Recently I have
developed a new obsession taken up a new hobby and I am going to inflict a ramble about it on you share it with you.
We love to go camping out in the bush here in Victoria and no matter where we go there will be traces of people who lived there long ago. We always find broken bits of china, glass and scraps of metal that show that people didn’t just wander through on their way to somewhere else, they actually lived in that place for a time.
These fragments of habitation are so numerous that Number 2 son has amassed quite a collection of small china pieces, bringing them home to be carefully cleaned with an old toothbrush. He has become so well-known for this collection that friends and other campers in our group will save bits they find in their travels for later delivery.
We always wonder how the items of crockery managed to make their way out into the middle of nowhere and how they were broken. Was there a mischievious child who knocked it off a table or were the tired hands of a hardworked woman responsible? Of course there could have been an annoying husband whose head it was aimed at too! I would love to know the stories behind their existence.
This interest in stray bits of lives lived long ago has led to our bathroom window ledge starting to collect old bottles*. It is not often that we come across intact ones in our travels so I have little hope of expanding my collection by serendipitous means, but this post is about my favourite, and the most battered, member of my collection, and the one who started it all.
It is a milk glass cold cream jar, probably from the early 1900′s (please correct me if I’m wrong someone!), about 7.5cm tall, still with its crumpled lid. The reason it is my favourite is the story behind the finding of it.
Not a rock.
This photo is of the best side of the jar, the side you can’t see has a crack in it, it is certainly not in collection-worthy condition, but I love it anyway.
When we went to Alice Springs in 2010 we spent hours driving out to a cattle station to spend a few days camping. Luckily we went in the off-season so the 3,000 sq kilometre property was completely empty. (The couple who managed the station needed to go to town for some shopping so we really were the only ones there for a few days.)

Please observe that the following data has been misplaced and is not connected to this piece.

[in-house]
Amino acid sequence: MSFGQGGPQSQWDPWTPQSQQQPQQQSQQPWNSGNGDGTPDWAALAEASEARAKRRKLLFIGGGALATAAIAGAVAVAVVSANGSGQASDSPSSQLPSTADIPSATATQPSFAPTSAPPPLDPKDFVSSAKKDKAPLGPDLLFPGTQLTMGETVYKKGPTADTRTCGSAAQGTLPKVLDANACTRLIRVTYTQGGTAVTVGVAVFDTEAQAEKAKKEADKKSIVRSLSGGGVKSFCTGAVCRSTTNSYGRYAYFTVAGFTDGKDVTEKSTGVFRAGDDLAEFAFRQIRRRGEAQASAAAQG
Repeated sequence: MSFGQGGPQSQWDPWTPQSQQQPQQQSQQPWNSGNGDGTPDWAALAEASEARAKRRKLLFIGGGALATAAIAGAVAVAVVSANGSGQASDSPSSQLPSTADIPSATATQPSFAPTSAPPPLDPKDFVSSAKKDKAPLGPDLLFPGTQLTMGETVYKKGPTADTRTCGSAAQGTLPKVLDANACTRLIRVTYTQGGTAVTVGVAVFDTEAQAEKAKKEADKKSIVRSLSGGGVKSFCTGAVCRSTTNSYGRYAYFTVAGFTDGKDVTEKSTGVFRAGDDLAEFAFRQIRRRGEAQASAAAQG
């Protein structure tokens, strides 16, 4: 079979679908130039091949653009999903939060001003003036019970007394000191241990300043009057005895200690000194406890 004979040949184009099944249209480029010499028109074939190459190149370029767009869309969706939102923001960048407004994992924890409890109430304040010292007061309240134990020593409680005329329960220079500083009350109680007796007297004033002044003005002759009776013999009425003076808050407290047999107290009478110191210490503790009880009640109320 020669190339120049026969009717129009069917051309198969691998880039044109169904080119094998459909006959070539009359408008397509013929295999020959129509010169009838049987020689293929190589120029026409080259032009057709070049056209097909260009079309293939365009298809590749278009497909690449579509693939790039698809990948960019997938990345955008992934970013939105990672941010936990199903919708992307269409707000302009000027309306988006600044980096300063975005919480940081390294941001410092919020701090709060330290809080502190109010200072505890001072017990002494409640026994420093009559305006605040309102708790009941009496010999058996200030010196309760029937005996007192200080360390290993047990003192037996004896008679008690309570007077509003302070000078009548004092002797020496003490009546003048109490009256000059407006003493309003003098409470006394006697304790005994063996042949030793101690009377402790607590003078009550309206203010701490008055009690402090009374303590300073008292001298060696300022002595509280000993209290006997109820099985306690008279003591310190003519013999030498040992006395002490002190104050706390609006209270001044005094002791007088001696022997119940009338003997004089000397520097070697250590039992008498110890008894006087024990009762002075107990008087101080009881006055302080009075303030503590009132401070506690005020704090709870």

It was a great place and we spent every day following tracks in our 4WD just to see where they went. One afternoon we parked on a track on top of a hill to wander around and admire the view.
As I walked down the hill from the car to look for some more photos I noticed a remarkably smooth and brilliant white stone set into the tyre track of the road. I carefully prised it out and was amazed to find that it was not a piece of quartz as I was expecting, but this jar. We had driven over it, and I guess from the state of the track, and the jar, we were far from the first. I put it in a small bag and packed it carefully away in the camper to clean up when we got home.
At the time we were about 150kms from Alice Springs. The photo below was taken mere steps from the jar just before I found it. There were no other people as far as the eye can see and probably for many hundreds of kilometers after that either.
Who owned this cold cream jar? Where was she going? When was it that she (I am not sure how open men were to face cream back in the day so I am going with ‘she’ for now) noticed she had either lost it in her travels or run out and tossed the empty jar away? Had this poor jar lain out on that track in the harsh Northern Territory weather for around 100 years?
We were quite far enough away from cosmetic shops in 2010, can you imagine how much further away they felt in the early 1900′s? What a story this jar could tell, although I expect it would be an exciting beginning with a veeery long spell of waiting around…
*Thanks to EllaDee for sharing her bottle cleaning recipe. I admit that I get a great deal of enjoyment when the volcanically bubbling reaction takes place in a bucket in my laundry sink